Posted by: cmani2010 | April 30, 2009

LDAP or RDBMS – which one to use?

We were at a potential customer last week, where the problem statement was:

  1. We have several applications using RDBMS as the user repository, for user authentication. There are several databases for users, which may potentially have duplicates/li>
  2. We are expecting to grow rapidly, the current requirement of users is large and expected to grow exponentially.
  3. We would like to use Single sign on, in future

Considering the number of users required, and the primary requirement being user authentication, using an LDAP server like Sun Directory server enterprise edition (DSEE), seemed to make sense, and that’s what we suggested. The next question was (similar to other customers), why do we need LDAP? and how does it compare it to a RDBMS? There are several, several reasons for using an LDAP server (like Sun DSEE or OpenDS) in these situations, like read’s tend to be a lot faster, high availability situations like multi-master replication etc. Thanks to my friend Rajiv, we managed to get hold a fantastic technical white paper that highlights the difference’s between LDAP and RDBMS, and where to use, what. I have uploaded it here, as I was unable to refer to the original Sun location.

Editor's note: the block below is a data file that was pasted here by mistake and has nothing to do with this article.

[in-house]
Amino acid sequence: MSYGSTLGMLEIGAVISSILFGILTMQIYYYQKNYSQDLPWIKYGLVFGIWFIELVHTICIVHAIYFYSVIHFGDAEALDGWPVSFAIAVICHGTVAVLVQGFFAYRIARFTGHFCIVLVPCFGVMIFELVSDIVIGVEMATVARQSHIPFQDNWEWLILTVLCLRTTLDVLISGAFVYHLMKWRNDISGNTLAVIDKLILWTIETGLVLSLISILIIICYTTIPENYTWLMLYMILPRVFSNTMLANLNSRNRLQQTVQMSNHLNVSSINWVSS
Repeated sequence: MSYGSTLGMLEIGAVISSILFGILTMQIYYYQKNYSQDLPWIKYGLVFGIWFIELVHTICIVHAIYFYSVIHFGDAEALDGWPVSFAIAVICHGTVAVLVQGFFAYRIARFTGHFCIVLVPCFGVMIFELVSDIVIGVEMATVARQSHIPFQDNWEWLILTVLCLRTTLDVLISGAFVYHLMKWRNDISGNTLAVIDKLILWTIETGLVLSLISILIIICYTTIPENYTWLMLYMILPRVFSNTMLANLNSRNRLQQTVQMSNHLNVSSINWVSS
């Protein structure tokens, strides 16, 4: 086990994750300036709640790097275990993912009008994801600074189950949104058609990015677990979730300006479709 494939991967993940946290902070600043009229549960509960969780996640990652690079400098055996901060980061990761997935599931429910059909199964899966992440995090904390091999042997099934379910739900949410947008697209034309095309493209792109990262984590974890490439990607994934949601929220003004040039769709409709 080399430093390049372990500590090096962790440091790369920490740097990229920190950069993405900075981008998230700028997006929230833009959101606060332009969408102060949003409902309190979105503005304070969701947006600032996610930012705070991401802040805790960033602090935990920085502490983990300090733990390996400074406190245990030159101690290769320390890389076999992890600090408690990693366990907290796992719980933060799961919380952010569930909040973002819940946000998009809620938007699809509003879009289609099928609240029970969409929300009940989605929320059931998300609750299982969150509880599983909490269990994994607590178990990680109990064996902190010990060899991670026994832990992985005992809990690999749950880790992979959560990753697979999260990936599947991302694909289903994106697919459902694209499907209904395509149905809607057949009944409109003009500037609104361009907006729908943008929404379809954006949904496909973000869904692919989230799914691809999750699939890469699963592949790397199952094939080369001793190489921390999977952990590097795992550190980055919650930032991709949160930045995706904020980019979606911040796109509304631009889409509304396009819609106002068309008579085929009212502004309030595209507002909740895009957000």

I have reproduced this table here, from the whitepaper :


Of course, this does not solve the problem of removing user data duplication, which was the other requirement. For that, you will need a product like Sun Identity Manager, which will be used for data reconciliation, user synchronization, to basically create a “authoritative user repository” !! This is the key step, the next step, will be to roll-out things like single sign on etc ..

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Responses

  1. Mani,
    This white-paper is getting quite old, as Sun will soon be offering a way to get both LDAP and SQL access to the same data with OpenDS, and it’s support for MySQL Cluster Database as the data storage.
    This was announced last week at the MySQL conference. See http://johanandersson.blogspot.com/2009/03/ldap-and-mysql-cluster.html


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